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A.M. Turgimbayeva

National Center for Biotechnology, Korgalzhyn hwy, 13/5, Astana, 010000, Kazakhstan
L.N. Gumilyov Eurasian National University, Satpayev Street, 2, Astana, 010000, Kazakhstan

S.K. Abeldenov

National Center for Biotechnology, Korgalzhyn hwy, 13/5, Astana, 010000, Kazakhstan

D.G. Akhmetova

Republican Diagnostic Center, Syganak Street, 2, Astana, 010000, Kazakhstan

M.K. Saparbayev

Institute of Gustav Roussy, CNRS UMR 8200, 114 Rue Edouard Vaillant, Villejuif, 94805, France

Y.M. Ramankulov

National Center for Biotechnology, Korgalzhyn hwy, 13/5, Astana, 010000, Kazakhstan

B.B. Khassenov

National Center for Biotechnology, Korgalzhyn hwy, 13/5, Astana, 010000, Kazakhstan


Studies on bacterial DNA repair mechanisms have historically been carried out in Escherichia coli as the model system. However, evidence is accumulating that DNA repair mechanisms in other bacterial species may differ fundamentally from those of E. coli. Pathogens such as Mycobacterium tuberculosis, Helicobacter pylori, and Staphylococcus aureus have evolved various DNA repair mechanisms that help them to persist. When bacterial pathogens enter the human body they are exposed to a range of host defense mechanisms, such as the formation of reactive oxygen species and reactive nitrogen intermediates that can induce mutations in their genomes. Bacterial infections can induce a range of pathogenic diseases, and each of the causative bacterial species has characteristic DNA repair mechanisms. The study of the functions and biological roles of DNA repair enzymes is very important for understanding bacterial persistence in the human body. Moreover, repair enzymes might be potentially new targets for therapeutic agents. In this study, the DNA repair mechanisms of various human pathogens are described.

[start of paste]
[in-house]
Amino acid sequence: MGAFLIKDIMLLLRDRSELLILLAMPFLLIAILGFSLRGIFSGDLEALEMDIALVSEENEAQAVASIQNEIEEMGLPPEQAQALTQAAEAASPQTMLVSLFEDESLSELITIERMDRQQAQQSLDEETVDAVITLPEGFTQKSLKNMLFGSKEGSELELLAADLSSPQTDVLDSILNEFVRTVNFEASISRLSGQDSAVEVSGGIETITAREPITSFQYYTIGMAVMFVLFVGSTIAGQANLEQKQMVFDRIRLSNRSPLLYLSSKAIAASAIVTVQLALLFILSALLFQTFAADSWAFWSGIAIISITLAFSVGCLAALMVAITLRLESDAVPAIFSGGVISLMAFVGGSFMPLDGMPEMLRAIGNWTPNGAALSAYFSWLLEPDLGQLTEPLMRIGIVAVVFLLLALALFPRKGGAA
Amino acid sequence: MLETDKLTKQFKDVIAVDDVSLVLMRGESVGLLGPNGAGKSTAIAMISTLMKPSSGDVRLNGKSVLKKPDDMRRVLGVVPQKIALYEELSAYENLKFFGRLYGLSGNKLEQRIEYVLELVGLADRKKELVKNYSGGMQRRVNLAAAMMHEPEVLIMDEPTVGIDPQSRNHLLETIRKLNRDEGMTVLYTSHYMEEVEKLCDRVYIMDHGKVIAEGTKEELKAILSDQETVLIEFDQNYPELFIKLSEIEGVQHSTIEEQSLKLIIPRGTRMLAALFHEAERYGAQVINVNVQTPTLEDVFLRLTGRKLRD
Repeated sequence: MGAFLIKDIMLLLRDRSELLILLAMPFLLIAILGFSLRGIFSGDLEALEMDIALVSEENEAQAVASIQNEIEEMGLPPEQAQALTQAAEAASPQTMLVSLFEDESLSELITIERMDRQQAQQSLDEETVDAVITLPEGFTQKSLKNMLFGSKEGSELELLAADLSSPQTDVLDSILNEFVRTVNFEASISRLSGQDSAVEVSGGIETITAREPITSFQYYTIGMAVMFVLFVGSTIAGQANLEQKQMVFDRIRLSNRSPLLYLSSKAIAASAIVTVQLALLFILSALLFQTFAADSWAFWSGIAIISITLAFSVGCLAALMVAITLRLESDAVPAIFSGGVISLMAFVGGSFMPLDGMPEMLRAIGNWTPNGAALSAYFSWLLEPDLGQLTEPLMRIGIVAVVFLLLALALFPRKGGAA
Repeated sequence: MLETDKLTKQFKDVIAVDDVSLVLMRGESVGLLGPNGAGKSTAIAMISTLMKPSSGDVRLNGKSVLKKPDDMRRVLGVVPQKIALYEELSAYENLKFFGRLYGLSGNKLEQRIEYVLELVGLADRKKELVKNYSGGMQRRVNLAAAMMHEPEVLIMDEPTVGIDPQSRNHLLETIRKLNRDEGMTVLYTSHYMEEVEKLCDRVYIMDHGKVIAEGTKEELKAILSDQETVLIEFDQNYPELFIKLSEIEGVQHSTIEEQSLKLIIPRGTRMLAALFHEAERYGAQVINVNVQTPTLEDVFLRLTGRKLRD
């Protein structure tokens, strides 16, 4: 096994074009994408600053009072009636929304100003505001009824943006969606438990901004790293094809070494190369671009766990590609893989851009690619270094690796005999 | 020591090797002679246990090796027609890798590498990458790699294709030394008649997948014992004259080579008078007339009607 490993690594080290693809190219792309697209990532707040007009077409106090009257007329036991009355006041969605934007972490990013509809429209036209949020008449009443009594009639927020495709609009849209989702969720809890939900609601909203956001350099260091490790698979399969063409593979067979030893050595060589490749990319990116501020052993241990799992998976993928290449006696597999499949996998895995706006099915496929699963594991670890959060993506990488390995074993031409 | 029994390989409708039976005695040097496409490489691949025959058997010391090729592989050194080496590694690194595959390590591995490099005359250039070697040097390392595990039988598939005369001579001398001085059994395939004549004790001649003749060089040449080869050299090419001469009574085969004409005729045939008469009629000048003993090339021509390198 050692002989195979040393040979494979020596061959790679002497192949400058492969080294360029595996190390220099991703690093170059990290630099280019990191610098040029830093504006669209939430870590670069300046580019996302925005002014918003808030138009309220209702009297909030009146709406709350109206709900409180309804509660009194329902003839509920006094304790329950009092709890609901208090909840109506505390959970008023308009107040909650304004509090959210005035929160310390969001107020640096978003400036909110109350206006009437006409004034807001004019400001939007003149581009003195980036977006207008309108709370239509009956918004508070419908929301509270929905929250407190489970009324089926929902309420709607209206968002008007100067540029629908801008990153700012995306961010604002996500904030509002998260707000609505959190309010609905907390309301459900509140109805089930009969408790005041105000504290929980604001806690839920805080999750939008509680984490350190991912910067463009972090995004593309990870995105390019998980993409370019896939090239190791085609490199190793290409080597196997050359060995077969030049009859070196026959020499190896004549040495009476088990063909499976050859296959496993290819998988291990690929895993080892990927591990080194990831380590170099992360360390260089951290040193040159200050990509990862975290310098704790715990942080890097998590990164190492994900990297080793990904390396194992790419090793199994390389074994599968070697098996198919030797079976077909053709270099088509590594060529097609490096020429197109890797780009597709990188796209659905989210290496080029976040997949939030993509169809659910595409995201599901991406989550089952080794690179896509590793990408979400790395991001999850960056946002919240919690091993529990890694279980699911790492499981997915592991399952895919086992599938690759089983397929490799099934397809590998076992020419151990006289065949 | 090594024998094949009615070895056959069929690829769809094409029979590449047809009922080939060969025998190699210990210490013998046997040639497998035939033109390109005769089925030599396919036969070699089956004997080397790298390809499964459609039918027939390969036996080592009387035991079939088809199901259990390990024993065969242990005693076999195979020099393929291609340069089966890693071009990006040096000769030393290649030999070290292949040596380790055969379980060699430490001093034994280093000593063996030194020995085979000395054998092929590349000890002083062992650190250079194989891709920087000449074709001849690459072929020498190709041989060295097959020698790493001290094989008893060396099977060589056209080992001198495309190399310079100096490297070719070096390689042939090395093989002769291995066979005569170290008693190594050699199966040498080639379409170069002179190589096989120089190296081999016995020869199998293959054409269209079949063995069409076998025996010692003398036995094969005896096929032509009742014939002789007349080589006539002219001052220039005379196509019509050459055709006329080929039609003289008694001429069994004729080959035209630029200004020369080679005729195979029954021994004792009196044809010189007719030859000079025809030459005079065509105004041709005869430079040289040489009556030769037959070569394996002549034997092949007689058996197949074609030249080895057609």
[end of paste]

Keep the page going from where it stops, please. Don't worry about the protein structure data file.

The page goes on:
DNA repair, Mycobacterium tuberculosis, Helicobacter pylori, Staphylococcus aureus

Article Details


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